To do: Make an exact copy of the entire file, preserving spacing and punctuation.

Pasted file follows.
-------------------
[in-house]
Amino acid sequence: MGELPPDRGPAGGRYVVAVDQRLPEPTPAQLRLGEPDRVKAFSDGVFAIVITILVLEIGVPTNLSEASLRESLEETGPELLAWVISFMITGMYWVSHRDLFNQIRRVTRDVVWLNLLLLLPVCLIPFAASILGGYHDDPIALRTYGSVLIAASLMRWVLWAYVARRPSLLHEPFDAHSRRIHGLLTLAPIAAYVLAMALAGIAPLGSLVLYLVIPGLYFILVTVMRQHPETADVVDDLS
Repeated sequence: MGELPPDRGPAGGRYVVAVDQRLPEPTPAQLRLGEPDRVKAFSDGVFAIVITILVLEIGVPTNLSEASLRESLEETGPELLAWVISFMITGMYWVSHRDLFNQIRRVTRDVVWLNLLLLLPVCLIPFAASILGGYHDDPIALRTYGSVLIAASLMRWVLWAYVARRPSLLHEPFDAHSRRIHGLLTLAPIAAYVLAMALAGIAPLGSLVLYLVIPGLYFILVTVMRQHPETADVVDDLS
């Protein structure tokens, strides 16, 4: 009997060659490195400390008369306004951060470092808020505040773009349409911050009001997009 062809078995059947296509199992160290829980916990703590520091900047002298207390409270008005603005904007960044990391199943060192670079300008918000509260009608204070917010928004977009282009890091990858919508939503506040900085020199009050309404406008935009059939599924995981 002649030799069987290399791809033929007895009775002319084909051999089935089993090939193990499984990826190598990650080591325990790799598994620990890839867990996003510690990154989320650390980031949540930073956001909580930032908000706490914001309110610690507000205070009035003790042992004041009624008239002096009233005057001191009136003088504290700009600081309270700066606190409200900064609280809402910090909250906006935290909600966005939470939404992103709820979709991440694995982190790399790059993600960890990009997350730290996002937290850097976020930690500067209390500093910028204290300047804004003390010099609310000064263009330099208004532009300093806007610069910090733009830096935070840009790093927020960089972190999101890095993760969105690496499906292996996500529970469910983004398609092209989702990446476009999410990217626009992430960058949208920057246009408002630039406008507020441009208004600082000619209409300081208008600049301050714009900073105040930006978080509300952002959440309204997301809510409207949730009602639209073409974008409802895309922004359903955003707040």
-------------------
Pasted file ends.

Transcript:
[in-house]
Amino acid sequence: MGELPPDRGPAGGRYVVAVDQRLPEPTPAQLRLGEPDRVKAFSDGVFAIVITILVLEIGVPTNLSEASLRESLEETGPELLAWVISFMITGMYWVSHRDLFNQIRRVTRDVVWLNLLLLLPVCLIPFAASILGGYHDDPIALRTYGSVLIAASLMRWVLWAYVARRPSLLHEPFDAHSRRIHGLLTLAPIAAYVLAMALAGIAPLGSLVLYLVIPGLYFILVTVMRQHPETADVVDDLS
Repeated sequence: MGELPPDRGPAGGRYVVAVDQRLPEPTPAQLRLGEPDRVKAFSDGVFAIVITILVLEIGVPTNLSEASLRESLEETGPELLAWVISFMITGMYWVSHRDLFNQIRRVTRDVVWLNLLLLLPVCLIPFAASILGGYHDDPIALRTYGSVLIAASLMRWVLWAYVARRPSLLHEPFDAHSRRIHGLLTLAPIAAYVLAMALAGIAPLGSLVLYLVIPGLYFILVTVMRQHPETADVVDDLS
């Protein structure tokens, strides 16, 4: 009997060659490195400390008369306004951060470092808020505040773009349409911050009001997009 062809078995059947296509199992160290829980916990703590520091900047002298207390409270008005603005904007960044990391199943060192670079300008918000509260009608204070917010928004977009282009890091990858919508939503506040900085020199009050309404406008935009059939599924995981 002649030799069987290399791809033929007895009775002319084909051999089935089993090939193990499984990826190598990650080591325990790799598994620990890839867990996003510690990154989320650390980031949540930073956001909580930032908000706490914001309110610690507000205070009035003790042992004041009624008239002096009233005057001191009136003088504290700009600081309270700066606190409200900064609280809402910090909250906006935290909600966005939470939404992103709820979709991440694995982190790399790059993600960890990009997350730290996002937290850097976020930690500067209390500093910028204290300047804004003390010099609310000064263009330099208004532009300093806007610069910090733009830096935070840009790093927020960089972190999101890095993760969105690496499906292996996500529970469910983004398609092209989702990446476009999410990217626009992430960058949208920057246009408002630039406008507020441009208004600082000619209409300081208008600049301050714009900073105040930006978080509300952002959440309204997301809510409207949730009602639209073409974008409802895309922004359903955003707040």